Does Your Home Need A Bathroom Just For The Kids?

Written by bprescottJanuary 28, 2012
Image of children's bathroom and towel racks

Just for kids

The ages and numbers of kids should determine the design of a kids’ bathroom. For young children, a bathroom with accessible fixtures and reachable faucets is important. For teenagers, privacy is at the top of the list. A shared bathroom that serves both young and old or several children becomes multipurpose and needs functional shared spaces. This type of bathroom is most accommodating when it has partitioned areas for a tub and shower and a toilet compartment for privacy. For school-age kids all leaving the house at the same time in the morning, a large vanity with double sinks eliminates congestion during the morning rush. Materials and fixtures that are easy to clean is a high priority for high-use bathrooms for kids of any age.

For a kid-friendly bathroom, choose shower faucets and body sprays that can be lowered and raised to adjust to the size of the family member.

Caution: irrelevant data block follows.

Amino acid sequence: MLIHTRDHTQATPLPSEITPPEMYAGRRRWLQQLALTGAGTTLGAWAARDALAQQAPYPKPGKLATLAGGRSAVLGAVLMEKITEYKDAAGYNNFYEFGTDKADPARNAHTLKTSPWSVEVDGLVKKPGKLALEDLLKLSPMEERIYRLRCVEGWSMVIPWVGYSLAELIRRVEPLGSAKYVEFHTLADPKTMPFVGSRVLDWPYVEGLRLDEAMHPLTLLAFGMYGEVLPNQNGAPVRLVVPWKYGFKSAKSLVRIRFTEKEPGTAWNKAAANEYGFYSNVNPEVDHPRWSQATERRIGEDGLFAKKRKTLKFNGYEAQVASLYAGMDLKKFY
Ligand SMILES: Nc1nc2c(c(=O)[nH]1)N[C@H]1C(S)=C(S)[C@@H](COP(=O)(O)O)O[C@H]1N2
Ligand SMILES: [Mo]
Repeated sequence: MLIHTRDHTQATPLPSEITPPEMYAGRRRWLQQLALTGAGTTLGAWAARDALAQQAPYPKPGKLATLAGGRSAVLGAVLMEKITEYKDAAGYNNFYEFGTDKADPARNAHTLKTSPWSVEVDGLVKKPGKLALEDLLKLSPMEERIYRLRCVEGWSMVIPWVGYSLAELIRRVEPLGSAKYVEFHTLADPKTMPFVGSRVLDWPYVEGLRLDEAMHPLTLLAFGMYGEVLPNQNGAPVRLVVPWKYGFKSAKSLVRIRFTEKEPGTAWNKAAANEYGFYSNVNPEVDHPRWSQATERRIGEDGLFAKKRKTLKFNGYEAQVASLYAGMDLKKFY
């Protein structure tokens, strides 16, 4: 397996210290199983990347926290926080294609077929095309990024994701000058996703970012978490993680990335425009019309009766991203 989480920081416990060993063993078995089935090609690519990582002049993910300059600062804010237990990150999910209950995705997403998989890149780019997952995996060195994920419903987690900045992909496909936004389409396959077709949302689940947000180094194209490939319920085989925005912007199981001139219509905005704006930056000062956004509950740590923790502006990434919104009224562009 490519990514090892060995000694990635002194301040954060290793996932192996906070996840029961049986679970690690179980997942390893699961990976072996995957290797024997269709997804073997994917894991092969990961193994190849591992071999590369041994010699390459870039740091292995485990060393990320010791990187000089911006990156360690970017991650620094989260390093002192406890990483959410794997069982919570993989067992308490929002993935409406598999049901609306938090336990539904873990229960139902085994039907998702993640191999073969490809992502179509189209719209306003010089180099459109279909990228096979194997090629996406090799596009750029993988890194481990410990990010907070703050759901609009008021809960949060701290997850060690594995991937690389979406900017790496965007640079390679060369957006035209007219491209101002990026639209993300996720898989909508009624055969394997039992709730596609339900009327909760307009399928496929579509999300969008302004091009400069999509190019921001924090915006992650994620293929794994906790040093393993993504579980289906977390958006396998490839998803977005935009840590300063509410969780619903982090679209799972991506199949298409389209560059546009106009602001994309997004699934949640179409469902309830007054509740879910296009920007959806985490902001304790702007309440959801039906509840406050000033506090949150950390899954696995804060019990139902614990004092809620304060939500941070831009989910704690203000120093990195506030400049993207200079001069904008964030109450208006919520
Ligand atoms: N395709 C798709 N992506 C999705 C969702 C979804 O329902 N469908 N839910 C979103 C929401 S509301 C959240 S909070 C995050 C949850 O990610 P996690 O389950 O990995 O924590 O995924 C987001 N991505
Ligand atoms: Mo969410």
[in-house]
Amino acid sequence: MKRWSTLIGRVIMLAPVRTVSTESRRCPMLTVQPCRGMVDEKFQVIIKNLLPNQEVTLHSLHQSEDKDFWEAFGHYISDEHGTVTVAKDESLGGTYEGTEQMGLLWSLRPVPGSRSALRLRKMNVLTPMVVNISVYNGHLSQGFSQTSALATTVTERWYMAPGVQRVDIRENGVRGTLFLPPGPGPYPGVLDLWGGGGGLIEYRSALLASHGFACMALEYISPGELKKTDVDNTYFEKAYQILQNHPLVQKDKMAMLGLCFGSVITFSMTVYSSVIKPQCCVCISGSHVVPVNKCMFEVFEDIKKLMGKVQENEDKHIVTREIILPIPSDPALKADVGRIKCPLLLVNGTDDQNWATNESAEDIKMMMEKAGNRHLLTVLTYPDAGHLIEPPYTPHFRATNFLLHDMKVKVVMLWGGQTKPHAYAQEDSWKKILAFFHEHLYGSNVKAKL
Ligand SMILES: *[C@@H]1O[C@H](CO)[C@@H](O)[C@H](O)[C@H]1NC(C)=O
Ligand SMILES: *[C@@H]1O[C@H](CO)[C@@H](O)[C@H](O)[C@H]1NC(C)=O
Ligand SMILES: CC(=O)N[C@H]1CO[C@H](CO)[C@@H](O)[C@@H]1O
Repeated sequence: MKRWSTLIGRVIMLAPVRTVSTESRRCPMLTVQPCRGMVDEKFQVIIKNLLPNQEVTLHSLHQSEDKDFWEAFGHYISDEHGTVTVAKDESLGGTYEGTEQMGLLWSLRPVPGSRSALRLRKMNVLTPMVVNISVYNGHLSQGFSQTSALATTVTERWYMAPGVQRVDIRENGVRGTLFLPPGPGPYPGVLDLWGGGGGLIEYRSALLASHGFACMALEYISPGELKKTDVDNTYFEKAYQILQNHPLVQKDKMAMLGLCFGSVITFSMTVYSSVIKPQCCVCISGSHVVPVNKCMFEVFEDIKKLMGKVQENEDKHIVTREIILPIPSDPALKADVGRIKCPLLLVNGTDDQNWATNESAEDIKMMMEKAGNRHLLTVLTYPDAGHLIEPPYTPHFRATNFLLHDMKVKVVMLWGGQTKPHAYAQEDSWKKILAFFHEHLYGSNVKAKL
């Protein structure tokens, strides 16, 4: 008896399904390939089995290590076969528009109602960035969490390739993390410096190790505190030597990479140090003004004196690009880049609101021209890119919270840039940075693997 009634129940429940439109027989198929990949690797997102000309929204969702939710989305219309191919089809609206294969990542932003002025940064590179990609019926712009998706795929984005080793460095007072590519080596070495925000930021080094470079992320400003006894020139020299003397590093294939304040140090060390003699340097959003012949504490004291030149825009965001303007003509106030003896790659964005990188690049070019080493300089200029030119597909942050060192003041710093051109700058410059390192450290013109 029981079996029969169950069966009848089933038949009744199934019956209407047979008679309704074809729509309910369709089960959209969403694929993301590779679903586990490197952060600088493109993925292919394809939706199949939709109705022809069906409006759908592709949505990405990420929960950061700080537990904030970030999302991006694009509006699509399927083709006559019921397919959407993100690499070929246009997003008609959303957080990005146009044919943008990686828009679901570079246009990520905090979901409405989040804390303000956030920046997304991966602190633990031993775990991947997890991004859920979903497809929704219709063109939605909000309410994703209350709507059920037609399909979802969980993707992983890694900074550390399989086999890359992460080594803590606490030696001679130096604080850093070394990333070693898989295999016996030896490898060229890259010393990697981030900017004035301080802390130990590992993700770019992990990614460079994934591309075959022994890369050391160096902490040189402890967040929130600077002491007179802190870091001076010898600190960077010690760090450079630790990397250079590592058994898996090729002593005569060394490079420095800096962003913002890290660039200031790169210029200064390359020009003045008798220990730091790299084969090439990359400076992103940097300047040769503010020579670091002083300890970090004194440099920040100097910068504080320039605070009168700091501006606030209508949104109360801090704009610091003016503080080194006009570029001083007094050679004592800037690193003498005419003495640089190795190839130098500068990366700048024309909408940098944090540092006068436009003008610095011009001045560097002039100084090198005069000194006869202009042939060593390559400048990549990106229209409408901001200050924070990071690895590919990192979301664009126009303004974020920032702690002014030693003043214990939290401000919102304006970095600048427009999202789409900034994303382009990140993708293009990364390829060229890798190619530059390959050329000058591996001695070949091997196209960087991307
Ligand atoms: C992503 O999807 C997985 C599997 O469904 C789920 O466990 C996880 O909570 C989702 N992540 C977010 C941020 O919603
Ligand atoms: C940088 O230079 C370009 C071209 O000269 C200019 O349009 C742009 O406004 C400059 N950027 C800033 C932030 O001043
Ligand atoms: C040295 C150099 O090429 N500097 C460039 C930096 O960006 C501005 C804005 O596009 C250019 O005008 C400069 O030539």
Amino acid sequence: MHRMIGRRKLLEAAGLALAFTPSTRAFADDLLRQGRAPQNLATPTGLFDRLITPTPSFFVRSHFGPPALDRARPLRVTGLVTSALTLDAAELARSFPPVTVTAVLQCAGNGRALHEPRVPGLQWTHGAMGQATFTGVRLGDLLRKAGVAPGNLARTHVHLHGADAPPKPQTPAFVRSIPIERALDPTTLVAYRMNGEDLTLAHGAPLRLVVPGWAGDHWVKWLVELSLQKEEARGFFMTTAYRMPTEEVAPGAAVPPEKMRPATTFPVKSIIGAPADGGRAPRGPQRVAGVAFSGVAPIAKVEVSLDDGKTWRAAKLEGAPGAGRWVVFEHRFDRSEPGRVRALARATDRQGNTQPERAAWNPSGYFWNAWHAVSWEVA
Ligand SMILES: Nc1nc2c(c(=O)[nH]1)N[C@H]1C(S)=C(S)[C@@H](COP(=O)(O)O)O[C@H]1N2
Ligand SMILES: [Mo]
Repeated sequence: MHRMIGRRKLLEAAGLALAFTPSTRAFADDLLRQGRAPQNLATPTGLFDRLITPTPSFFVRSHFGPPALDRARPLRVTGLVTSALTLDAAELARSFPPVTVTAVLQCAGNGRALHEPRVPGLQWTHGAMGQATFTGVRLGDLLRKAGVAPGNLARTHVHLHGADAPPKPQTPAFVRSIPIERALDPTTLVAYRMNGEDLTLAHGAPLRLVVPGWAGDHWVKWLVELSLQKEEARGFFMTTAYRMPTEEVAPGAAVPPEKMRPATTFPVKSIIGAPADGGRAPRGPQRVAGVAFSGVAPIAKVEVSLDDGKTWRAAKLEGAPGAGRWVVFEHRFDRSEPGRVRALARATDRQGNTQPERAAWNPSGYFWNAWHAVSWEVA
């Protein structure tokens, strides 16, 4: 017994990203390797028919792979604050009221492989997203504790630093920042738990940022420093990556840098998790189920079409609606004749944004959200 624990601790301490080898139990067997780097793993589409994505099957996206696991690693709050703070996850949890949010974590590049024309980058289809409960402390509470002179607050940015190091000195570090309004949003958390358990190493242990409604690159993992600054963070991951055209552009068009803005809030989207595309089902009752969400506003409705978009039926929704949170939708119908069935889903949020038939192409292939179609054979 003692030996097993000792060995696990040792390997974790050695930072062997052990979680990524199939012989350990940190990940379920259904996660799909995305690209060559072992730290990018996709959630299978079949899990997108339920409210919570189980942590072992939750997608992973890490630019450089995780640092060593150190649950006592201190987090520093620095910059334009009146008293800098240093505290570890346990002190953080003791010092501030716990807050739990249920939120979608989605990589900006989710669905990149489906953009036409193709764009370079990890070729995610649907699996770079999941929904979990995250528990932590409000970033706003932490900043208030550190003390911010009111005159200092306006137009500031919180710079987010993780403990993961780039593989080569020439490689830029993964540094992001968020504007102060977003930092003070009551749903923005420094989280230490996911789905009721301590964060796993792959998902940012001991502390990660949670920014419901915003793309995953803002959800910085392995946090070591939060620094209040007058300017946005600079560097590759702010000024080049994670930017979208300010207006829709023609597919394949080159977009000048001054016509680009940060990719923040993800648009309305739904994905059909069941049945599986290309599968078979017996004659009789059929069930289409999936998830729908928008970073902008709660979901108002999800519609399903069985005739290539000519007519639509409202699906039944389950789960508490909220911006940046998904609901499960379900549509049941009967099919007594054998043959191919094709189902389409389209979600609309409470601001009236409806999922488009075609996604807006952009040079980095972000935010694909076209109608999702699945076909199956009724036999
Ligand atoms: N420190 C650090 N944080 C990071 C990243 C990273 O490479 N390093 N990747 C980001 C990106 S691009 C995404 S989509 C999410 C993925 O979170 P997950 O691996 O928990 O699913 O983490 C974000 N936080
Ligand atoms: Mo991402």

If little children will be using the bathroom, consider choosing child-size fixtures that you can easily replace with full-sized models later on. For example, a two-piece child-size toilet with a rim height of 101/4 inches is perfect for toddlers and grade-school-aged kids, and you can easily replace it with a full-size unit later. Many sinks can be installed in an adjustable countertop that is mounted on the wall at a lower height for little ones and then raised later on. You need flexible piping for the drain, and the faucet may be mounted on the sink or the deck behind it as long as the spout is long enough to extend over the sink.

Those electronic faucets that are used in public places, such as airports, are now available for home use. These make a lot of sense in a kids’ bathroom because the temperature can be preset, making it a great safety feature. You don’t have to reach the faucet to start the water flow, so the little ones find it easier to use the sink. In addition, the water turns off when the kids are finished, so you’ll never have to hear, "But Mom, Mary was the last to use the bathroom. She left the water running, not me!"

To take advantage of every inch of floor space in any bathroom, consider replacing a hinged door, which takes up floor space as it swings open and closed, with a pocket door that slides into the wall. 

 

From ‘Bathroom Remodeling For Dummies’
Copyright © 2003 by Wiley Publishing, Inc., Indianapolis, Indiana
Used by arrangement with John Wiley & Sons, Inc.

 

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